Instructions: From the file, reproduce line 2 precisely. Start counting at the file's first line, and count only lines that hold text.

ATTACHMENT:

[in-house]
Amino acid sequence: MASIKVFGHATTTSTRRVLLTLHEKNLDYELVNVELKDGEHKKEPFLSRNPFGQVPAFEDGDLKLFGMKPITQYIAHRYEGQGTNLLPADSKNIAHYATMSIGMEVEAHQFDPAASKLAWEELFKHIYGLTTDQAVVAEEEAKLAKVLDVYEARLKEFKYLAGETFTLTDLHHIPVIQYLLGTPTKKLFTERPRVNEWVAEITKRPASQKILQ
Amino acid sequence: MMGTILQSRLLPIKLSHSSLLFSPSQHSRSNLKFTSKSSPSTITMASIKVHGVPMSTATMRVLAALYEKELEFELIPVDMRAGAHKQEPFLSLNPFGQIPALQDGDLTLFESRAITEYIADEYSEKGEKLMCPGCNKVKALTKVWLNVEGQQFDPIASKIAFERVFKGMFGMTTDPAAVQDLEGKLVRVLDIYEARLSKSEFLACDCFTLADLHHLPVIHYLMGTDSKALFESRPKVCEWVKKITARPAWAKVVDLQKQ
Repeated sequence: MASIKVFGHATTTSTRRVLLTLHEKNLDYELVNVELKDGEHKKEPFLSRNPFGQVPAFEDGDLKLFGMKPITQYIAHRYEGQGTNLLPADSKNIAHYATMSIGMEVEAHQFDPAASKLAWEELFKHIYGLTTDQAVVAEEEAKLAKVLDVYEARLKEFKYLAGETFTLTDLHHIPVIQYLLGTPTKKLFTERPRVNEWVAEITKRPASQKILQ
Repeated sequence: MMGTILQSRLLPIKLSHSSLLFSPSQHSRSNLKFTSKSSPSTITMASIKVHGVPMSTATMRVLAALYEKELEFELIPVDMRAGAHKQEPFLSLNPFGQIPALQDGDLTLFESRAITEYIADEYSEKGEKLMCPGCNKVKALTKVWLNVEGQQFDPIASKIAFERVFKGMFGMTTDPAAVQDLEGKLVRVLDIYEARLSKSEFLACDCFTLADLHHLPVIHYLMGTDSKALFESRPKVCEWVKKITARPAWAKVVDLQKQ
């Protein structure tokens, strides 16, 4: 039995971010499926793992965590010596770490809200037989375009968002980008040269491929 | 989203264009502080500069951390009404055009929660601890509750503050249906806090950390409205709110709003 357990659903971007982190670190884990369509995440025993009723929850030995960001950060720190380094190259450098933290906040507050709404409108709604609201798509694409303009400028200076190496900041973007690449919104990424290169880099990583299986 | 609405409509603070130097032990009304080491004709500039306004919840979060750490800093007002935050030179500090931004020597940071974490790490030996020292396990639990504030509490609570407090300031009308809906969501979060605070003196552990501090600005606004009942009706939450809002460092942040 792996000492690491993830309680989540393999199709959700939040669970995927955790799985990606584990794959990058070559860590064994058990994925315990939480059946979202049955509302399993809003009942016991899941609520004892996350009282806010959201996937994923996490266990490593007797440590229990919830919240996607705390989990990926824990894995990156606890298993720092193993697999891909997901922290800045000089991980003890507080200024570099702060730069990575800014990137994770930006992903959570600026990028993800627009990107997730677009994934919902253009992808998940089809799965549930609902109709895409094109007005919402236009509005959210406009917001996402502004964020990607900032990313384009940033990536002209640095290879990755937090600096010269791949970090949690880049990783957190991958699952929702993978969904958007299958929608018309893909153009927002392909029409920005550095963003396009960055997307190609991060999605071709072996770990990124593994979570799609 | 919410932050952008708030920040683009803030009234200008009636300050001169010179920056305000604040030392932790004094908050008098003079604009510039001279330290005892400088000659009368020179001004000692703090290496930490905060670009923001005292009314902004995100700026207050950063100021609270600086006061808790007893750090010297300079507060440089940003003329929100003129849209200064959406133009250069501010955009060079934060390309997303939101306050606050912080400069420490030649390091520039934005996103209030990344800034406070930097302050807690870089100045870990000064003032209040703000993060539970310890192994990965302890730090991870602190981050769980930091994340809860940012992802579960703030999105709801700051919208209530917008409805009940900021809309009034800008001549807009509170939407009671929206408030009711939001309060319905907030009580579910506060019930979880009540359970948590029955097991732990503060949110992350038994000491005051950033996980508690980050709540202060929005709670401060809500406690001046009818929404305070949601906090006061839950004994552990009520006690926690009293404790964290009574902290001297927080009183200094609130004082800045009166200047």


Amino acid sequence: MASIKVFGHATTTSTRRVLLTLHEKNLDYELVNVELKDGEHKKEPFLSRNPFGQVPAFEDGDLKLFGMKPITQYIAHRYEGQGTNLLPADSKNIAHYATMSIGMEVEAHQFDPAASKLAWEELFKHIYGLTTDQAVVAEEEAKLAKVLDVYEARLKEFKYLAGETFTLTDLHHIPVIQYLLGTPTKKLFTERPRVNEWVAEITKRPASQKILQ